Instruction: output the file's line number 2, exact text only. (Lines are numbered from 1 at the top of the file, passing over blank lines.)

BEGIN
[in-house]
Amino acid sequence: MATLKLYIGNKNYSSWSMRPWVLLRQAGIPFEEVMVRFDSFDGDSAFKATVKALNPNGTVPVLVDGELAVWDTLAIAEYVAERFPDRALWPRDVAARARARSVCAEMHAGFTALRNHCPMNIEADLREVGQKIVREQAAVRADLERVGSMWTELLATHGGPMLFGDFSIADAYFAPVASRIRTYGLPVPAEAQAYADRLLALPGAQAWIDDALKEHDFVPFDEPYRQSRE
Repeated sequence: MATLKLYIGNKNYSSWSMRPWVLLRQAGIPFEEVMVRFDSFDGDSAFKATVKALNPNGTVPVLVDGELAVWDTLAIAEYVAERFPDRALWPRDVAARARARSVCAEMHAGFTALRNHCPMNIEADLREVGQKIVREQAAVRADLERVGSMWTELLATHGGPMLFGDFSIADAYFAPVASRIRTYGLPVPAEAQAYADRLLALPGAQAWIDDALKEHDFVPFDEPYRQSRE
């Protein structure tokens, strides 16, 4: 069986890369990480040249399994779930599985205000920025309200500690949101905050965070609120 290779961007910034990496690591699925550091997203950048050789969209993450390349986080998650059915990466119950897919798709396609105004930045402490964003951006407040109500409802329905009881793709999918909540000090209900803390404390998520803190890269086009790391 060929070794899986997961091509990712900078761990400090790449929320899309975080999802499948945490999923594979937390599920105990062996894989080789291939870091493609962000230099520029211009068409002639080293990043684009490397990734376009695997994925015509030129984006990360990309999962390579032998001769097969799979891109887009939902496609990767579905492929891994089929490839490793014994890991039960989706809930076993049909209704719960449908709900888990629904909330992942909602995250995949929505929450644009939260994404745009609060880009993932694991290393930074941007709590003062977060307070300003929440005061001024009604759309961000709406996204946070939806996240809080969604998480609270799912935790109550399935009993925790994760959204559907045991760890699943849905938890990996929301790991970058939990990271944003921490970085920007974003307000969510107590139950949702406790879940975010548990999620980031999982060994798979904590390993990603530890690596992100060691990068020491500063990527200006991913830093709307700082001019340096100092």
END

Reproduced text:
Amino acid sequence: MATLKLYIGNKNYSSWSMRPWVLLRQAGIPFEEVMVRFDSFDGDSAFKATVKALNPNGTVPVLVDGELAVWDTLAIAEYVAERFPDRALWPRDVAARARARSVCAEMHAGFTALRNHCPMNIEADLREVGQKIVREQAAVRADLERVGSMWTELLATHGGPMLFGDFSIADAYFAPVASRIRTYGLPVPAEAQAYADRLLALPGAQAWIDDALKEHDFVPFDEPYRQSRE